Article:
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The importance of risk management strategies

2 min read

While having a risk management plan is obviously important, if employees and volunteers are not aware of its existence, it is of little or no use to the organisation. However, not planning for risk at all can leave an organisation vulnerable to the increasing risks facing them, such as from fraud, public liability claims and information technology.

What is risk?

PPB’s survey of 291 not-for-profit organisations from Australia and New Zealand was based on the International Standard for Risk Management definition of risk:

“Organisations face internal and external factors and influences that make it uncertain whether, when, and the extent to which they will achieve or exceed their objectives. The effect this uncertainty has on the organisation’s objectives is risk.”1

Does size matter?

While it is understandable that the larger the organisation, the more sophisticated their risk management plan, this should not frighten smaller organisations.

A risk management plan should be developed proportionally – the smaller the organisation, the less sophisticated the risk management plan can be.

Adopting a plan

For organisations that have not yet developed a risk management plan, the following may assist with the process.

Buy-in from management

Over 65 per cent of respondents believed that the CEO or the board was responsible for risk management, yet
24 per cent thought that there was a lack of understanding at these levels of the importance of risk management.

One way to get buy-in from senior levels is to establish a risk committee, where the board and management can be involved in the risk management process and can gain an understanding of the effects that risk can have on the organisation.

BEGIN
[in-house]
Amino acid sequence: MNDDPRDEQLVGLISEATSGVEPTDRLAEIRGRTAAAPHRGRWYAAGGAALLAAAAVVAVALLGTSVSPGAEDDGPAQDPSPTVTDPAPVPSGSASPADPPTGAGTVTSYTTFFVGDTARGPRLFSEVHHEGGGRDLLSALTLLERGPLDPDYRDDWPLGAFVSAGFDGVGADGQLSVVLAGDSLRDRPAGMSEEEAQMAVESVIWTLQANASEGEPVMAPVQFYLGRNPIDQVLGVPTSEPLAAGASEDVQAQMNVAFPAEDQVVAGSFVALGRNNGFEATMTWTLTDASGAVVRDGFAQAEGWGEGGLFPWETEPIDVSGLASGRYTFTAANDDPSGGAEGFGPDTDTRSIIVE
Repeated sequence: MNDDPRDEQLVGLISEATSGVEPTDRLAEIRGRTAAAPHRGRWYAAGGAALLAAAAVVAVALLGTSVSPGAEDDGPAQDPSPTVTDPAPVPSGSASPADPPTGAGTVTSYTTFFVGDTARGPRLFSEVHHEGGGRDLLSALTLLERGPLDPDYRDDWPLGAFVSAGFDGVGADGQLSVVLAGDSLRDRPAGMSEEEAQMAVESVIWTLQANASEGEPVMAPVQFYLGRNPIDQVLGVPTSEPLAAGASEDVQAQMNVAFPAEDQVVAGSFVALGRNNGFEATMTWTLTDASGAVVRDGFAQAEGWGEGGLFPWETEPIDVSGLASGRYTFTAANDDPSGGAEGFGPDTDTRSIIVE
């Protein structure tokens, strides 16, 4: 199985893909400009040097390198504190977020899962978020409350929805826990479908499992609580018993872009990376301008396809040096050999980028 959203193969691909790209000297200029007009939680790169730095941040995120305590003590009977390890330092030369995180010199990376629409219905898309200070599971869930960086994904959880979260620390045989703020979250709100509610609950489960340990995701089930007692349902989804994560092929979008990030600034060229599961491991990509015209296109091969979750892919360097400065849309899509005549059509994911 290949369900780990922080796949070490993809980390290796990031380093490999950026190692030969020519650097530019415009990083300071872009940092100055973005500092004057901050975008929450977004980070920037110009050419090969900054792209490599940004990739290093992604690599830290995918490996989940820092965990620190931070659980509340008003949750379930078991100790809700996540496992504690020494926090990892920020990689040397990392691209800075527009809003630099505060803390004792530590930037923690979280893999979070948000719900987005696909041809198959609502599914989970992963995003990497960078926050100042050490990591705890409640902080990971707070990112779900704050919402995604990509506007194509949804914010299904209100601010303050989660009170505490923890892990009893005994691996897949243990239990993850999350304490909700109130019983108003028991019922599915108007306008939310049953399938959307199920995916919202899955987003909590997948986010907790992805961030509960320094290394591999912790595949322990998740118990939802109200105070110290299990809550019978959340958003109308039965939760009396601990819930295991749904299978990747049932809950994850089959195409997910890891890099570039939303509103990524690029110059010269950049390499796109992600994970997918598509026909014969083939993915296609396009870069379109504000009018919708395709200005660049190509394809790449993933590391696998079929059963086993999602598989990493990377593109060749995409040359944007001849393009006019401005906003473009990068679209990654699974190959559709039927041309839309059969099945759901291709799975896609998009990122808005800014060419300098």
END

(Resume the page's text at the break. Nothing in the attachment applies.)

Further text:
Budgetary constraints

With budgetary constraints a concern for 46 per cent of respondents, another reason for buy-in is to ensure that adequate resources can be allocated to the risk management process.

Risk identification

Once the board and senior management agree to the process, it is important to identify those risks that are faced by the organisation, as many are known but are not communicated or documented.

By running workshops among management, employees and volunteers, it is possible to obtain the input of those who may have a variety of views and be aware of different types of risk.

Creating a risk register

Once risks are identified, organisations need to document how those risks will be dealt with. A ‘risk register’ should record information such as the likelihood of the risk occurring, mitigation of the risk, and any residual risk that the organisation cannot mitigate. Once classified, the organisation can then make a decision about whether to take further steps to reduce risk.

Ongoing assessment

Risk management is not a one-off program. It needs to be an ongoing process with regular reviews of the risks that the organisation faces. It is also important that it becomes an integral part of all the organisation’s planning.

A full copy of the survey can be downloaded at

1. International Standard for Risk Management
(AS/NZS ISO 31000:2009)

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